What is even more ridiculous is the NFL itself. There have always been rogues in the NFL, but even the bad-guy players had an underlying concept of decency and they knew the fans were paying their salary. Now the NFL has all these ridiculous rules about keeping jerseys tucked in and socks pulled up to protect the "brand", but they continue to allow criminals, drug-users and felons to take the field and do their cuddly public service ads for the United Way. It's a whitewash job all the way. If daily Massgoer Vince Lombardi were alive today, he'd quit from embarrassment.

These guys are making way too much money and most are horrible examples for young people. If you want to waste your time admiring them and enabling this dysfunctional overpriced nonsense, fine. Just count me out. I might look at a game if I'm visiting someone's house, but I have been effectively NFL-free since 1986 and I don't miss it a bit.

Robert Kumpel said...

I should add that I also don't waste my time on the college game either. Many of those players are barely enrolled in any meaningful curriculum and they are just the farm teams for the NFL.

Daniel said...

Athletes, actors, musicians, writers, politicians, even priests are imperfect people, with wide ranges of human behavior in every group. We follow them to appreciate what they are, not for what they aren't.

And if you spend your life searching for perfection and spewing venom at those you find wanting, you'll spend a lot of time jogging by yourself.

Enjoy the Super Bowl!

Robert Kumpel said...

You are right Daniel, inasmuch as none of them are perfect and I certainly don't have any desire to spew venom, as you say, so perhaps my remarks are excessively intemperate. What bothers me is the farce that so many of us have been sold about what professional athletics supposedly is contrasted with the ugly reality of how brutal and duplicitous it is in actuality. It's interesting too that you group entertainers in with this group of "community leaders" who have disappointed us: Essentially athletes have become entertainers and are paid entertainer salaries. Most of us recognize what a farce the entertainment industry is and we have much lower expectations from actors, singers and the like. But we are still being told how "wonderful" professional athletes are, when more and more of them are anything but. These are all people, all doing their jobs and there are good and bad in all groups. However, I do think, that while it is unrealistic to expect anyone to be perfect, some high profile people should be held to a higher standard.

Daniel said...

Robert, perhaps I was brought up cynical, but I haven't thought professional athletes were "wonderful" "community leaders" since I was 12. What they are is people who work very hard for large companies that make great gobs of money. If athletes' salaries disgust you, look up what the networks pay each NFL team to show their games. And of course, people will pay $100, $200 or more just to go. Why shouldn't the guys who risk concussions and crippling injuries get their share? I am more troubled by the corporate manipulators who corrupt our government, take giant tax breaks, stick it to us all, move jobs overseas and won't pay people at a Wal Mart or a McDonald's a decent living wage with decent benefits. They'll take in billions instead of millions. But it's easier to gripe about the football players; they work under the bright lights instead of in the shadows.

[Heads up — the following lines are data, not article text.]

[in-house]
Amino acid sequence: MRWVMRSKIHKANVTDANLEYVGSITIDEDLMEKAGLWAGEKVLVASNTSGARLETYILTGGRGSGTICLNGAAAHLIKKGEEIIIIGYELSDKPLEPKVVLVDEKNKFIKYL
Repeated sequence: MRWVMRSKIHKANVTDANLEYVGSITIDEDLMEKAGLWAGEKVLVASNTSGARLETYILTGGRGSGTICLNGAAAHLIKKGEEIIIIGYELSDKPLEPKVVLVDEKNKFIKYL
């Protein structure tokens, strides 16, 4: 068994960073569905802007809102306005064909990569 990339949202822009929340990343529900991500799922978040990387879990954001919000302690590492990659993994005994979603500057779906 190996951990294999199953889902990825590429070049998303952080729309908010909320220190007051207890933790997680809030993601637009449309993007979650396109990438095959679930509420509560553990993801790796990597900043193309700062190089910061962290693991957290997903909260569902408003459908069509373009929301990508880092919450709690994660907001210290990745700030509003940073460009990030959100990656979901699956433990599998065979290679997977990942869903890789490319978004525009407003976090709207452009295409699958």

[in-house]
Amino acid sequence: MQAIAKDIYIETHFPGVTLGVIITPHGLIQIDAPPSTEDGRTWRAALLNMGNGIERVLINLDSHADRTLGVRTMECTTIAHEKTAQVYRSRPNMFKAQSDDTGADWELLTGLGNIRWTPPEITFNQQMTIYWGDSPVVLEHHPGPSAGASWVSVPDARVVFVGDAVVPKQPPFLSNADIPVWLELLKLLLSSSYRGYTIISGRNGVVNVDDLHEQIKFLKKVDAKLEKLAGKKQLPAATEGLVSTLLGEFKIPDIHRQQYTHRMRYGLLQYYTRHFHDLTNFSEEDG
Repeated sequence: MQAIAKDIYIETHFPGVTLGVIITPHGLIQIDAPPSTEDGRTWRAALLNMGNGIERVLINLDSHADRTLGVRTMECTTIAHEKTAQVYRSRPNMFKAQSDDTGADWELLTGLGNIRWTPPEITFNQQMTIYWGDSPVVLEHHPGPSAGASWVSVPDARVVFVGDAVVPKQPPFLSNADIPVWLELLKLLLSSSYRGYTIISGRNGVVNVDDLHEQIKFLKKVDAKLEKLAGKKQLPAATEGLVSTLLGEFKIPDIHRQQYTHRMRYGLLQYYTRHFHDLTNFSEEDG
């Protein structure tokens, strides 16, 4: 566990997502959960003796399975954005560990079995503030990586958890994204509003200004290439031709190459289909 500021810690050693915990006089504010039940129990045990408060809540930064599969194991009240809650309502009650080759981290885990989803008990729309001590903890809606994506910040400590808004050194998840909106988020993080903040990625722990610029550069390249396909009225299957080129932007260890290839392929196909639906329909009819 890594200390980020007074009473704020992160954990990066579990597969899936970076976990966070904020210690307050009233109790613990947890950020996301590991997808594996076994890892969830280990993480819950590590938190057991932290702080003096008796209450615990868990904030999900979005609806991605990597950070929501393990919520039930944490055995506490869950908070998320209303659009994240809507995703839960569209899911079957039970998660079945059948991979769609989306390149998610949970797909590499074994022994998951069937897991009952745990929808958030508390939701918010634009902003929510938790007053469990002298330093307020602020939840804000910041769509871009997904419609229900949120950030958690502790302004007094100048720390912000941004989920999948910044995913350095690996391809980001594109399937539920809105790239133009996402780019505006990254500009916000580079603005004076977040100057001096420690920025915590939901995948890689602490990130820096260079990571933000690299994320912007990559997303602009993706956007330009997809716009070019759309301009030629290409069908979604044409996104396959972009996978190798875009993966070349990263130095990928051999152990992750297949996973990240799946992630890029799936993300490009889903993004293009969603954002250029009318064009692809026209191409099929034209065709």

Gene said...

Daniel, you don't get it, but you never will.

Robert Kumpel said...


While I won't jump on the "capitalism-is-all-bad-and-greedy" bandwagon, I will give you this: I find many of the NFL owners as obnoxious as the players. They are the ones who orchestrate the entire charade whilst they charge obscene amounts of money for the right to watch their product and license their product's souvenirs. Even if no one showed up for the games, it wouldn't matter, because 32 owners split BILLIONS (not millions) between themselves just for the network rights. They pay the detectives and PR hacks to keep the clean image for their players and they enable. And their obsession with keeping gambling out of the NFL scheme is insane. If we were honest, we would admit that people bet on football games all the time. If they legalized it, the NFL could take the "vig" and actually do something good with it, like donate a large portion to charity.

The only thing more obnoxious than big-time professional sports is award shows--don't even get me started.

George said...

Professional and college football today is much to much as characterized in some of the above comments.

Back in the 1980's though came a story of how it should be. To be sure, this is an extraordinary example which harkens back to a time when there were true scholar-athletes.

Richard Tardits was a rugby player from Biarritz,France who was a member on the French junior national team. While visiting a family in Augusta,Ga., he decided to go up to Athens to try out for the University of Georgia Bulldogs. From what I remember, one reason he decided to do this is that unlike American academic institutions, French academe did not offer 'athletic" scholarships. Coach Vince Dooley was impressed and decided to give him a chance, even though his only knowledge of American football was from books and videos.
He surpassed expectations by working his way into the starting defensive line. He would eventually make the All Southeastern conference team and graduate in three years with dual degrees. He then went on to become a member of the New England Patriots where he played for three years as a linebacker. He then went on to play for the United States rugby team for six years, helping the team to the 1999 World Cup.

Le Sack